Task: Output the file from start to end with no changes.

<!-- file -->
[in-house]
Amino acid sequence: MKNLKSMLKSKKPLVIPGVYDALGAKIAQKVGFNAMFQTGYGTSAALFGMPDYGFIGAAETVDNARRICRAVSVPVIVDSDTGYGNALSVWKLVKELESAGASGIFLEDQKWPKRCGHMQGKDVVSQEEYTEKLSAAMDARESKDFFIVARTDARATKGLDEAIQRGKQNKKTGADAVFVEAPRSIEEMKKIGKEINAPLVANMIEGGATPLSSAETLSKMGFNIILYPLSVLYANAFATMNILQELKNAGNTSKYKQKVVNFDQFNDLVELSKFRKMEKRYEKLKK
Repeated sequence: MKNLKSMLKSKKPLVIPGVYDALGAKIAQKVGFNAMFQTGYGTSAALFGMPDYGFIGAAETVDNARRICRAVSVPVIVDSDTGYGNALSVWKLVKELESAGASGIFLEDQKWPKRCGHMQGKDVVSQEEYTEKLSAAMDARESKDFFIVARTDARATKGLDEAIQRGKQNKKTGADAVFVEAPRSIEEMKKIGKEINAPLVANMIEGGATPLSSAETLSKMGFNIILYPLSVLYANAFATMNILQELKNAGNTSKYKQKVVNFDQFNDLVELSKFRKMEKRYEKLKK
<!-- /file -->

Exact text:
[in-house]
Amino acid sequence: MKNLKSMLKSKKPLVIPGVYDALGAKIAQKVGFNAMFQTGYGTSAALFGMPDYGFIGAAETVDNARRICRAVSVPVIVDSDTGYGNALSVWKLVKELESAGASGIFLEDQKWPKRCGHMQGKDVVSQEEYTEKLSAAMDARESKDFFIVARTDARATKGLDEAIQRGKQNKKTGADAVFVEAPRSIEEMKKIGKEINAPLVANMIEGGATPLSSAETLSKMGFNIILYPLSVLYANAFATMNILQELKNAGNTSKYKQKVVNFDQFNDLVELSKFRKMEKRYEKLKK
Repeated sequence: MKNLKSMLKSKKPLVIPGVYDALGAKIAQKVGFNAMFQTGYGTSAALFGMPDYGFIGAAETVDNARRICRAVSVPVIVDSDTGYGNALSVWKLVKELESAGASGIFLEDQKWPKRCGHMQGKDVVSQEEYTEKLSAAMDARESKDFFIVARTDARATKGLDEAIQRGKQNKKTGADAVFVEAPRSIEEMKKIGKEINAPLVANMIEGGATPLSSAETLSKMGFNIILYPLSVLYANAFATMNILQELKNAGNTSKYKQKVVNFDQFNDLVELSKFRKMEKRYEKLKK